Liberal thought and philosophizing is great, necessarry and certainly has its place... but at the end of the day it simply isn't that productive. I'm not saying its worthless, hell it was philosophers who produced logic and the scientific method. But in the modern era it would seem that similar groundbreaking modes of thought are much less likely to be realized. At least until the underlying technology makes them possible.

One could argue Star Trek is the ultimate ideal liberalisation of society. A utopia created by effectively infinite resources, where central distribution of resources is decided by publicly acknowledged algorithms based on an individual's participation, and where in the absolute worst case basic needs are accounted for.

However, such a society is simpy not possible without such devices as the replicator, warp drive, recyling tech, highly efficient power generation, etc. Philosophy, literature and art are not going to invent said devices.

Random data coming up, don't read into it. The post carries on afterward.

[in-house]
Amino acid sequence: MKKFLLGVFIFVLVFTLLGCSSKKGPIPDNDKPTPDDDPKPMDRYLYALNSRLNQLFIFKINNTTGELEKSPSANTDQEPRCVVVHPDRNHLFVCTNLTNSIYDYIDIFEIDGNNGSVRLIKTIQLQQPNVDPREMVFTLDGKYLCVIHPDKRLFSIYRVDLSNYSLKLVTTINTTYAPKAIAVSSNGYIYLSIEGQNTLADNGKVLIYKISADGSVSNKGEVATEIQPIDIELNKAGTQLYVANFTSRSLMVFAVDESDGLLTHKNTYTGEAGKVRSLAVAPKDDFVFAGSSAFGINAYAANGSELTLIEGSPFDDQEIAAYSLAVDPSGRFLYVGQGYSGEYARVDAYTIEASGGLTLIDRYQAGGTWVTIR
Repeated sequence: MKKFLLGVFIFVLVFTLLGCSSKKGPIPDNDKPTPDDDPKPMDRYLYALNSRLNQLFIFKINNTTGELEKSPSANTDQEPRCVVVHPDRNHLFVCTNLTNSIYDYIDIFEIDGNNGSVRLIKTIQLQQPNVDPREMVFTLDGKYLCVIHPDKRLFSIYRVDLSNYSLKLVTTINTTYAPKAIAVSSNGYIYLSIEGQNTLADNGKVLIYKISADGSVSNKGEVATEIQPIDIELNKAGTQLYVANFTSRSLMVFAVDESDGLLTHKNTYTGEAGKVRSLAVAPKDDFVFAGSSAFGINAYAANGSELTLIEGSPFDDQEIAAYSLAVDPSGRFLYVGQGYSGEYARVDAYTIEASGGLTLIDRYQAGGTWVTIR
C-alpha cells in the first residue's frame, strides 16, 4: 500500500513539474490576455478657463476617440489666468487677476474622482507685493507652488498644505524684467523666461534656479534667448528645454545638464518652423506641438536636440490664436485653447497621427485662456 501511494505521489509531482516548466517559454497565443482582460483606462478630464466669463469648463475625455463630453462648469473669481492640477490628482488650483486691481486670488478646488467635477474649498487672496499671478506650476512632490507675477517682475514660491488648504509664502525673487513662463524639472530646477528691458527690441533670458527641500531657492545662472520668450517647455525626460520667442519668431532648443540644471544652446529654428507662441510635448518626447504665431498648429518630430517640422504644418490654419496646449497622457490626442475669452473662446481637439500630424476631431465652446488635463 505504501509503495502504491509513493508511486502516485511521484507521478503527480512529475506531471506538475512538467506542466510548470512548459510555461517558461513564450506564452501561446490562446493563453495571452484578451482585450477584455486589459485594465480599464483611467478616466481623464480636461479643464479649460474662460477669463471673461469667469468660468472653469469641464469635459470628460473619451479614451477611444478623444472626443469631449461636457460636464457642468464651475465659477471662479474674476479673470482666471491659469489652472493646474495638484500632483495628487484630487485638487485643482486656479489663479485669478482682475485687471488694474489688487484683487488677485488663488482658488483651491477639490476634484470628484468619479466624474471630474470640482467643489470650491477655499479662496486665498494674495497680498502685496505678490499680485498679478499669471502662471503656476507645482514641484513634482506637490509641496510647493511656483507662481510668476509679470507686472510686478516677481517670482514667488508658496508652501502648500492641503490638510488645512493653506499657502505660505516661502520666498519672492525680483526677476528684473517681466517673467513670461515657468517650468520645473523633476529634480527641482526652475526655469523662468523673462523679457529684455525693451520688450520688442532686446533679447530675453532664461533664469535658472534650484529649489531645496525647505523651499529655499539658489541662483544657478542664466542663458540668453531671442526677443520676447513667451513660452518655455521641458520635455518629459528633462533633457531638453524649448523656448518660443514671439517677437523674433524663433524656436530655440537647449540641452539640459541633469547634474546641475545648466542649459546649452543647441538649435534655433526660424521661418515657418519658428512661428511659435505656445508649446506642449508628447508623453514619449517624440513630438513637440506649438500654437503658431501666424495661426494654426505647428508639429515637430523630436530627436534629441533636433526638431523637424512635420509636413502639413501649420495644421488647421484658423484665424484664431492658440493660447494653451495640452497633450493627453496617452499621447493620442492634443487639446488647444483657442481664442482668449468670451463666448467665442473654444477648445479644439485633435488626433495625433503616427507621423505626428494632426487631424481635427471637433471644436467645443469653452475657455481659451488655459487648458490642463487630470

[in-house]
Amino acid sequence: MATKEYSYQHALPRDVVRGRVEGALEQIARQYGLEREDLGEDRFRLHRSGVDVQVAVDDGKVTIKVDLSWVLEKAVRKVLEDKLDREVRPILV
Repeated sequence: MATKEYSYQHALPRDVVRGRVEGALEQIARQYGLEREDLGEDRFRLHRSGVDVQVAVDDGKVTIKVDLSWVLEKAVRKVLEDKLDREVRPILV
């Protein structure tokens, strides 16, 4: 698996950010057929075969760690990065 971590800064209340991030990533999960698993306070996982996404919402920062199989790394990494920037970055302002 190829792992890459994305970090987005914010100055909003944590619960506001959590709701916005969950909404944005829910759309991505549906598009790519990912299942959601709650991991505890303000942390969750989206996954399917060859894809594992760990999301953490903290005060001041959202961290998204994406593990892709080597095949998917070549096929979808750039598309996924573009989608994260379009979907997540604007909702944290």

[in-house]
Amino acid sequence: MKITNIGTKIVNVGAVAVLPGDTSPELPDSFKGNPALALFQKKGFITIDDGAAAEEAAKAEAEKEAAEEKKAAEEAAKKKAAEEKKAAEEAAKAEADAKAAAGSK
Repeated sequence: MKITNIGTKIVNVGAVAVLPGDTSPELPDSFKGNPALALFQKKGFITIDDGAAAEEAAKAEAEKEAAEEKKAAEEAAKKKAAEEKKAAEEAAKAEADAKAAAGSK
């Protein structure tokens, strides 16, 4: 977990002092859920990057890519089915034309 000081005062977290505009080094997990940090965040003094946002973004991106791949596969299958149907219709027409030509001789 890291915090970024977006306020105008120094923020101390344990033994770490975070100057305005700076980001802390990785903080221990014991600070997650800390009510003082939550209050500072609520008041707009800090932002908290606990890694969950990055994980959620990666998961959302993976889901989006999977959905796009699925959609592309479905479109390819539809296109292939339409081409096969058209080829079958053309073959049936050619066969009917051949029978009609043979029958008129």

It's the latest fad (and by latest I mean over a century old) to bash capitalism for its inhumanity. Simple fact is humans, by nature, are competitive and violent to a significant degree. This has been seen throughout our history, it's how we survived, how we advanced. It's the reason philosophy as we know it even exists. Capitalism and Democracy harness these negative urges, and turn them into fuel that advances society. Granted the conversion process isn't 100% efficient, but it's there. Where greedy individuals used to kill and ruin lives to obtain power, now they can do so by helping others (getting paid for services). One could argue Steve Jobbs was arrogant, greedy. He could have possibly been a Napoleon in another context. But the path was provided for him to obtain similar levels of power not by conquering nations, but by advancing technology that improves peoples' lives and making it available to the world.

I believe that this harnessing of competition will continue, and that it will eventually produce the technologies needed for the next great leap in philosophy, in human existance. Why shouldn't we indulge it?
 

TheDev

Senior member
Jun 1, 2012
206
0
0